William North (Carleton College), "Controversy, Council, and the Articulation of Public Orthodoxy: The Examples of Paschal II and Calixtus II "
Scholars have long observed that orthodoxy and heresy stand in a dynamic relation to one another, the boundaries and qualities of one shaping those of the other. And though it is readily acknowledged, and indeed historically undeniable, that orthodoxy can and does change, such changes often are often portrayed in our sources, and at times in the scholarship, as happening comprehensively: a church council meets, debates, and revises the orthodox view of X. In such treatments, orthodoxy emerges as the product of debate over positions that are, in a sense, treated as “pre-orthodox”, implicitly treating "orthodoxy" as a category that applies only after the institutional church has made its collective decision. Through the examination of two conciliar settings—the councils surrounding the so-called Pravilegium Controversy of Pope Paschal II (1111-1116) and the council of Reims in 1119 led by Calixtus II—this paper seeks to show that the institutional and intellectual process involved in the making of orthodoxy was more complicated and more fraught than we may have fully acknowledged and, furthermore, that it may be productive as historians to acknowledge the existence of “private orthodoxy” as a critical component in the institutional processes of articulating orthodoxy.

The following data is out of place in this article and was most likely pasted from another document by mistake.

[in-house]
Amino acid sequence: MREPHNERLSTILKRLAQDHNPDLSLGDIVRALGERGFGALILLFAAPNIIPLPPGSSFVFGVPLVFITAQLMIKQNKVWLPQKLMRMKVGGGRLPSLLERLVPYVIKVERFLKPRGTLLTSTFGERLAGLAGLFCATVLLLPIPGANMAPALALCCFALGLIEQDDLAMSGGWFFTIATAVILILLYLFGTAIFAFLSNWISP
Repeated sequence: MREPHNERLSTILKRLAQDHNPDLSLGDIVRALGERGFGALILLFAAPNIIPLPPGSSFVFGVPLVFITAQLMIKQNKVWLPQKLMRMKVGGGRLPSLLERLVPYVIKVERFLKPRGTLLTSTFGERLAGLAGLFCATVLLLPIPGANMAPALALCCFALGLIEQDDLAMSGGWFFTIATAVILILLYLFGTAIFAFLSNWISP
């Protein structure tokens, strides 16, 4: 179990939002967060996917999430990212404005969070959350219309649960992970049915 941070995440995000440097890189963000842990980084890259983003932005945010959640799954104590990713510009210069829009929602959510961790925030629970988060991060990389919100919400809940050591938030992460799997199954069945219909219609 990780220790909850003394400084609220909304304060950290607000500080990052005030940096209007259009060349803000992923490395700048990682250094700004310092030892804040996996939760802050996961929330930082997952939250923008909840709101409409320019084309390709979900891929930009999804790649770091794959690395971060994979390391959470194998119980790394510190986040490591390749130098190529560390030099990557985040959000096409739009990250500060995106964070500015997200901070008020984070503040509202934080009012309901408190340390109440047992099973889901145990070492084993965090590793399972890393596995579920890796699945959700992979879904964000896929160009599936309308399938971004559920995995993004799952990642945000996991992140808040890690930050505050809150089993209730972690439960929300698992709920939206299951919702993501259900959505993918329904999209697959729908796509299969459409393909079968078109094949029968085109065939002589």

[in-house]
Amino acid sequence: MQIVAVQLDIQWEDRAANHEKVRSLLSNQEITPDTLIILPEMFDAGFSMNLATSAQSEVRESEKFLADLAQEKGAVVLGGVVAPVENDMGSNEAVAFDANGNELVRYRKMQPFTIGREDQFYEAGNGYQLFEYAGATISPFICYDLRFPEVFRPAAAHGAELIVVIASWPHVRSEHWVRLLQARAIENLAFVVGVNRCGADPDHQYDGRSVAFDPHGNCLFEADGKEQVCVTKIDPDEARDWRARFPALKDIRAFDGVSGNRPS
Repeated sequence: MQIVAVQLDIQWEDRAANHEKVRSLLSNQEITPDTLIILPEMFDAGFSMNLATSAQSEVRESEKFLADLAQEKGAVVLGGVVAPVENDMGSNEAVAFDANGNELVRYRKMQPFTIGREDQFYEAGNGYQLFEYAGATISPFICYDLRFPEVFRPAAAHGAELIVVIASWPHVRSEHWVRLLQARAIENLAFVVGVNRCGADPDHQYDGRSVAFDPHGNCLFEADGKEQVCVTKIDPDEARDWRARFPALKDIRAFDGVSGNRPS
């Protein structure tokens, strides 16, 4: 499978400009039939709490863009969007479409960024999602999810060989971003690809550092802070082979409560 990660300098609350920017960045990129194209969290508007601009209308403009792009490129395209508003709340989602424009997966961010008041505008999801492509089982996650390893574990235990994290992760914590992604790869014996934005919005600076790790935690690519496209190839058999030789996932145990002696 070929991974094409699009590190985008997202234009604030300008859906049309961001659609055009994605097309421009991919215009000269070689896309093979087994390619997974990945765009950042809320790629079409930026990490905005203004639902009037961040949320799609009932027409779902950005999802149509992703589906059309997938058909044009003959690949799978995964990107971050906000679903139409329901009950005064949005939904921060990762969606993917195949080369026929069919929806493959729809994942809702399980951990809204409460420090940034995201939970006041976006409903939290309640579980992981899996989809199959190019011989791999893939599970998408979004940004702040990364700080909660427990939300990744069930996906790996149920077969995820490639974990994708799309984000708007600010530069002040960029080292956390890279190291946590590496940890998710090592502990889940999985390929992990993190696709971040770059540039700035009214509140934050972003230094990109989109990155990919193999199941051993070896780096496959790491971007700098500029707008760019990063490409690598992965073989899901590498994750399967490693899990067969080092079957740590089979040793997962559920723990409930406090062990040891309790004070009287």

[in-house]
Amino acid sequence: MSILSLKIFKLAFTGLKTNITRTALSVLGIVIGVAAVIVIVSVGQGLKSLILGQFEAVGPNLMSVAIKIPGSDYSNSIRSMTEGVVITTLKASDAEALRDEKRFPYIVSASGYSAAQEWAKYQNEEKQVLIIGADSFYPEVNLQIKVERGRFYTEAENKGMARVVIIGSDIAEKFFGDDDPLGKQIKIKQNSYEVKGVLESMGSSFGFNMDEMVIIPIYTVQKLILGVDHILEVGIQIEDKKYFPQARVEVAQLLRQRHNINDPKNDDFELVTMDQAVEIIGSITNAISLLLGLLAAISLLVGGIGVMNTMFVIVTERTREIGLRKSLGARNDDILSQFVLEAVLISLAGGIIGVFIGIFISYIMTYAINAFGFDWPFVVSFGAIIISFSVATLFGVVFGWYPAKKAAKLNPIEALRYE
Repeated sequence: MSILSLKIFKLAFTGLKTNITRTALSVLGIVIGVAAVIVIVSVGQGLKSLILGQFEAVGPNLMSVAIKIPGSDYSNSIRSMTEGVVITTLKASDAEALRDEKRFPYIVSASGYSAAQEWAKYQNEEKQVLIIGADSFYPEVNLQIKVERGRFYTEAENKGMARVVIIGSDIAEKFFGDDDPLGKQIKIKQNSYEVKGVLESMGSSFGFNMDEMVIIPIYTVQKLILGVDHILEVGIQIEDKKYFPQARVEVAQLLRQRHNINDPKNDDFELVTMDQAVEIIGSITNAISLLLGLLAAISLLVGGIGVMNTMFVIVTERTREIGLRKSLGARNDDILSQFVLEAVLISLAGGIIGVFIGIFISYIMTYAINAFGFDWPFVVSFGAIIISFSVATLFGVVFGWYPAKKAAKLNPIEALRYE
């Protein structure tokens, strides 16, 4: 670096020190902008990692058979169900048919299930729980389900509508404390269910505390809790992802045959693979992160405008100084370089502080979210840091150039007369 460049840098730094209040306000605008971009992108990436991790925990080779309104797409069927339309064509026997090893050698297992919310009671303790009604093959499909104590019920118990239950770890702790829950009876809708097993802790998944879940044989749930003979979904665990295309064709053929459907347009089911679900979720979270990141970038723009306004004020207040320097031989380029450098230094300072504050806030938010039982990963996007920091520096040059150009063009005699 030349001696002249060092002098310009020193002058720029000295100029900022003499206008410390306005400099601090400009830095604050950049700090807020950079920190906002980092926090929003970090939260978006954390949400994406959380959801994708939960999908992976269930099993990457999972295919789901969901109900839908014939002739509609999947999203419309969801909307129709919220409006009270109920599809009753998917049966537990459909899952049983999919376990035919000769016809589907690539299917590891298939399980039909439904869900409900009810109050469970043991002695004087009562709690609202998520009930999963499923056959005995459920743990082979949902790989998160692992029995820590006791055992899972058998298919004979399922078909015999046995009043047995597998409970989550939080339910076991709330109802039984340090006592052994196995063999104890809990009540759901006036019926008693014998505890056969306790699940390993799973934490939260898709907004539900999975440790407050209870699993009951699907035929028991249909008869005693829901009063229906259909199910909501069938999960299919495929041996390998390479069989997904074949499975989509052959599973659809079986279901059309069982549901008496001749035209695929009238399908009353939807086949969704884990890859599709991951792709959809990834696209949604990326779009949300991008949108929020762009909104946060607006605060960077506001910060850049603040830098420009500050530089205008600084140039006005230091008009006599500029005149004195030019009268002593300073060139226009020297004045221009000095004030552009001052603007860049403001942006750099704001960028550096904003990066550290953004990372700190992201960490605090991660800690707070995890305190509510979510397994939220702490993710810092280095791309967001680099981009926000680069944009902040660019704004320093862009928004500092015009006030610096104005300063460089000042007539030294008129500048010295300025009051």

The event will be held in Faculty House, 64 Morningside Drive. The cost for dinner following the talk at 7:00, payable by check only, is $30. When you RSVP please indicate whether or not you plan to come to dinner; please give 10 days advance notice.